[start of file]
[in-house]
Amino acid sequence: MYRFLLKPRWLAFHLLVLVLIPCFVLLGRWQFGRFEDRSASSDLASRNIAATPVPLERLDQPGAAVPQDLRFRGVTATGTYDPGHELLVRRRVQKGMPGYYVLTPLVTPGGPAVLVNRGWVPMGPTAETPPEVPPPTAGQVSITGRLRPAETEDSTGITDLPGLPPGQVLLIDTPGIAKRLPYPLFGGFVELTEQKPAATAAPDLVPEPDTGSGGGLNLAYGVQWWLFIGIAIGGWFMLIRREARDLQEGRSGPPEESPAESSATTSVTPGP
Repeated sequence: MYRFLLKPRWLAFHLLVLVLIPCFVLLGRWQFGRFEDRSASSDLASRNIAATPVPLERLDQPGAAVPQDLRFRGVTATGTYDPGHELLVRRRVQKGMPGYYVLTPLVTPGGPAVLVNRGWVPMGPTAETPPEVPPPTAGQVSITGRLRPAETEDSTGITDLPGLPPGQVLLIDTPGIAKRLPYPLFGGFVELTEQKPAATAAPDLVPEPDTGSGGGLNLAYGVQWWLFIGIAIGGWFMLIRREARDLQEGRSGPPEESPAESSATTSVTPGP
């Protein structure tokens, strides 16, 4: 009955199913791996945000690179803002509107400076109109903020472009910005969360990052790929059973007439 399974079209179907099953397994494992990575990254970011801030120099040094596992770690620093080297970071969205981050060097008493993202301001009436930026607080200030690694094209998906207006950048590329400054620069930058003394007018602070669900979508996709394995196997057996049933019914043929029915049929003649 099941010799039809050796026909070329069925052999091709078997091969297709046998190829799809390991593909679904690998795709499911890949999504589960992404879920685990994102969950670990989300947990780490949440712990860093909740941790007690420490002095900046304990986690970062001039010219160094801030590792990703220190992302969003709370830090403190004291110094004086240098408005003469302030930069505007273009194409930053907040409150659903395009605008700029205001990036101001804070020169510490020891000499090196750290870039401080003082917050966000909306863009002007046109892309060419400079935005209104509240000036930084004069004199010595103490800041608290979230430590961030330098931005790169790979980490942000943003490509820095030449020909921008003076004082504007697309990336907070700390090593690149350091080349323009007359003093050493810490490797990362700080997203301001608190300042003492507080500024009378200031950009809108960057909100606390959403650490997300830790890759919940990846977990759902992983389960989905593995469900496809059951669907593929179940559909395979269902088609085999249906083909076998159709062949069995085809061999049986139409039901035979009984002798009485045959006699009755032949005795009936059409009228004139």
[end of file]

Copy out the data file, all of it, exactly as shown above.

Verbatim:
[in-house]
Amino acid sequence: MYRFLLKPRWLAFHLLVLVLIPCFVLLGRWQFGRFEDRSASSDLASRNIAATPVPLERLDQPGAAVPQDLRFRGVTATGTYDPGHELLVRRRVQKGMPGYYVLTPLVTPGGPAVLVNRGWVPMGPTAETPPEVPPPTAGQVSITGRLRPAETEDSTGITDLPGLPPGQVLLIDTPGIAKRLPYPLFGGFVELTEQKPAATAAPDLVPEPDTGSGGGLNLAYGVQWWLFIGIAIGGWFMLIRREARDLQEGRSGPPEESPAESSATTSVTPGP
Repeated sequence: MYRFLLKPRWLAFHLLVLVLIPCFVLLGRWQFGRFEDRSASSDLASRNIAATPVPLERLDQPGAAVPQDLRFRGVTATGTYDPGHELLVRRRVQKGMPGYYVLTPLVTPGGPAVLVNRGWVPMGPTAETPPEVPPPTAGQVSITGRLRPAETEDSTGITDLPGLPPGQVLLIDTPGIAKRLPYPLFGGFVELTEQKPAATAAPDLVPEPDTGSGGGLNLAYGVQWWLFIGIAIGGWFMLIRREARDLQEGRSGPPEESPAESSATTSVTPGP
């Protein structure tokens, strides 16, 4: 009955199913791996945000690179803002509107400076109109903020472009910005969360990052790929059973007439 399974079209179907099953397994494992990575990254970011801030120099040094596992770690620093080297970071969205981050060097008493993202301001009436930026607080200030690694094209998906207006950048590329400054620069930058003394007018602070669900979508996709394995196997057996049933019914043929029915049929003649 099941010799039809050796026909070329069925052999091709078997091969297709046998190829799809390991593909679904690998795709499911890949999504589960992404879920685990994102969950670990989300947990780490949440712990860093909740941790007690420490002095900046304990986690970062001039010219160094801030590792990703220190992302969003709370830090403190004291110094004086240098408005003469302030930069505007273009194409930053907040409150659903395009605008700029205001990036101001804070020169510490020891000499090196750290870039401080003082917050966000909306863009002007046109892309060419400079935005209104509240000036930084004069004199010595103490800041608290979230430590961030330098931005790169790979980490942000943003490509820095030449020909921008003076004082504007697309990336907070700390090593690149350091080349323009007359003093050493810490490797990362700080997203301001608190300042003492507080500024009378200031950009809108960057909100606390959403650490997300830790890759919940990846977990759902992983389960989905593995469900496809059951669907593929179940559909395979269902088609085999249906083909076998159709062949069995085809061999049986139409039901035979009984002798009485045959006699009755032949005795009936059409009228004139």